It’s been 42 years since Sudan registered a win at the African Cup of Nations and when it finally came, man, it came in style. The win handed them a quarter final berth, a place in the tournament most powerhouses as we have seen so far have failed to reach. The team mainly consisting of home based players beat Burkina Faso, forced a draw out of Angola and lost narrowly to Ivory Coast. 
Going into yesterdays match, few gave Sudan a chance of progression but the belief of their nation, the belief of their people, the belief of their coach finally paid off at the end of their group match. Surely a late New Year gift to their country, a country that has been torn apart by war and politics, they had a chance to celebrate and I bet the whole of Sudan could finally sing in one voice, the voice of victory, victory brought about by not guns but 11 men on the pitch far away in Gabon.
You make your own luck and sure they did make theirs count. Angola were trailing by two goals on the other match of the day against Ivory Coast and what they needed to do was just to win one nil what they did perfectly. Angola once in a while threatened to stage a comeback but when Danny Mussunguna finally headed past his keeper to give Ivory Coast’s Bony was duly rewarded with a tap in you knew there was no way back for Angola and only luck and Burkina Faso would save them.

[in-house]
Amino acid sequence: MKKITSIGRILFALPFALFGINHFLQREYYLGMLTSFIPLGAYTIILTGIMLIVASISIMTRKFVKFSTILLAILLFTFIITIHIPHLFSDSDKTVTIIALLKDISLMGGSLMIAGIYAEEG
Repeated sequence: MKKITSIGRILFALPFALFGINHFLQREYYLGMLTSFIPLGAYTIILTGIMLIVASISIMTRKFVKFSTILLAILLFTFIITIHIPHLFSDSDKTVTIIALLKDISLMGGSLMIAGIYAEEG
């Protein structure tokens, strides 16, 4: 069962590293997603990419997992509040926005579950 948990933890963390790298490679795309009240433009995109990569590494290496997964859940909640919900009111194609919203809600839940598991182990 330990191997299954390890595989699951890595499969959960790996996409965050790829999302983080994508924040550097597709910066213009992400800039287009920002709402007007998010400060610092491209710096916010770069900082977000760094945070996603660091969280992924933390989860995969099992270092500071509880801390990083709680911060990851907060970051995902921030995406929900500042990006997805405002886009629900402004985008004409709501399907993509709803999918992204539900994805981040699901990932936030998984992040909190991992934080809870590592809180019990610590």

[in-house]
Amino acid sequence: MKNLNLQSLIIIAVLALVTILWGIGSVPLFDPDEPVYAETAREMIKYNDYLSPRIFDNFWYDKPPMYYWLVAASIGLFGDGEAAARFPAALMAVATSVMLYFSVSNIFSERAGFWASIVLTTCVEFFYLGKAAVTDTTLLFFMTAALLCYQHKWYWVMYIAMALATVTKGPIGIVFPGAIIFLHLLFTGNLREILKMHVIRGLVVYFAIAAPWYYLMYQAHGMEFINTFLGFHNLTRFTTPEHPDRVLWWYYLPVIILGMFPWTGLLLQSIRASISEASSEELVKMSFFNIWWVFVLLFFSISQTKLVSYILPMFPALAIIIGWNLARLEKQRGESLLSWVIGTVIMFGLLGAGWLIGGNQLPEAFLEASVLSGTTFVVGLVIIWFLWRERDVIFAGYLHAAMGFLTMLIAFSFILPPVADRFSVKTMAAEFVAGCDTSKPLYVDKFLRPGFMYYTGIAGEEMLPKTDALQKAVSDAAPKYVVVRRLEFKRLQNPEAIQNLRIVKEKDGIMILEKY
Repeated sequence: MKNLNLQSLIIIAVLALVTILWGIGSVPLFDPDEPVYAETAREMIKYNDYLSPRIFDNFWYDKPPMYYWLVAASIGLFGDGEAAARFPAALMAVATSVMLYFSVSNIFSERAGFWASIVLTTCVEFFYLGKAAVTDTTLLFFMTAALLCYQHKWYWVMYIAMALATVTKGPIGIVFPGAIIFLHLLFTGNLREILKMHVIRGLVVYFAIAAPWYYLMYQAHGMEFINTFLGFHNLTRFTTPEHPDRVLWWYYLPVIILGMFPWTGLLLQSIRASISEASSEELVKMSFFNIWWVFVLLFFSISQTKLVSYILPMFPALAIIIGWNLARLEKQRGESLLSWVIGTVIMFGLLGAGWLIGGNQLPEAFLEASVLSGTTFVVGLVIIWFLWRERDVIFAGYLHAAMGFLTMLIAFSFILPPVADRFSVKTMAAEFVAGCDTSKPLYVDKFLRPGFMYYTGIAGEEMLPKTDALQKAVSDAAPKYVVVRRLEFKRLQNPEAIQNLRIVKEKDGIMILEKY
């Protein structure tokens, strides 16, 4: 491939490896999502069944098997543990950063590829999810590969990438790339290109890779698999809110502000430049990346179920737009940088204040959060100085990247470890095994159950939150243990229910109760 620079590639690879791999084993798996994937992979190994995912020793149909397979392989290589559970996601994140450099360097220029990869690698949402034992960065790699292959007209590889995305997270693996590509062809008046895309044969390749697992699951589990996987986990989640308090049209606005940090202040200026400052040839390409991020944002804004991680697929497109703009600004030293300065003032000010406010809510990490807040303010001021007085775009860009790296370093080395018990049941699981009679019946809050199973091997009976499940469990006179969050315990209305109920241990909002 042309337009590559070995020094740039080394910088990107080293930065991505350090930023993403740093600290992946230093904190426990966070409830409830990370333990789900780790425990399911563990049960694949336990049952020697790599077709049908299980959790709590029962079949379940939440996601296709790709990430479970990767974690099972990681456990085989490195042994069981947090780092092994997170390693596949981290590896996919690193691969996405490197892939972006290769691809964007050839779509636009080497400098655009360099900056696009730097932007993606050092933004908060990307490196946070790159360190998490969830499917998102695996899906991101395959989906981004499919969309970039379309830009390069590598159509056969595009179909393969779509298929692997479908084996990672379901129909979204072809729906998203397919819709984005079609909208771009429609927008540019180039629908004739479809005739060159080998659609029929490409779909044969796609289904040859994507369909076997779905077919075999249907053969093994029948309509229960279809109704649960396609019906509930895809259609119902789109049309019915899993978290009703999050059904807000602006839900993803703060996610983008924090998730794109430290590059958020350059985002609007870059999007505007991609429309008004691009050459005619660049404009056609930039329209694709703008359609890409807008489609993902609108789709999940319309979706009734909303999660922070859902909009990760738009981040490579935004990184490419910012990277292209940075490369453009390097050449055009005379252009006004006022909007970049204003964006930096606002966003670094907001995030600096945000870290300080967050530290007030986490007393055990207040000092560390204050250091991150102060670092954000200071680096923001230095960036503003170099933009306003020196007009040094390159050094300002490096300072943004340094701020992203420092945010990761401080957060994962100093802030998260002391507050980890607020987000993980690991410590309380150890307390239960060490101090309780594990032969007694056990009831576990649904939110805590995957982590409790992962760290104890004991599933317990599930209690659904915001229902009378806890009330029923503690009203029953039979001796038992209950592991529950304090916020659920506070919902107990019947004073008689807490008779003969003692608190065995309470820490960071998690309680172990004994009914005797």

As Angola cursed their gods and got packing to go back home, Sudan could only celebrate for a while as Zambia is their next opponent, and for that matter, a very serious opponent. Zambia boasts of the likes of Katongo, Mayuka among other players who have so far carried the Chipolopolo flag high up in this year’s tournament. I don’t want to bet on the result of that match, but as my good friend Trevor says, Sudan can always pull a surprise. For a team that nobody even expected to pass the group stage, a victory over Zambia would surely be exceptional and one of the greatest upsets of the tournament. 
Other than Sudan’s constant sunshine, the football victory provides a rare bright spot for a country battling high inflation and economic woes after last year’s secession of South Sudan. They are the only squad made up of locally based players, a fact that seems to have helped them through the group stages of this tournament. Should they not qualify for the Semi Finals, it will not be a failed story, it will be the story of hope, the story of togetherness even in the face of adversity, a story that the whole of Africa need to emulate and copy. And not just a story, a lesson to every country that together we can win, together we can make the world a better place and together nothing is impossible.

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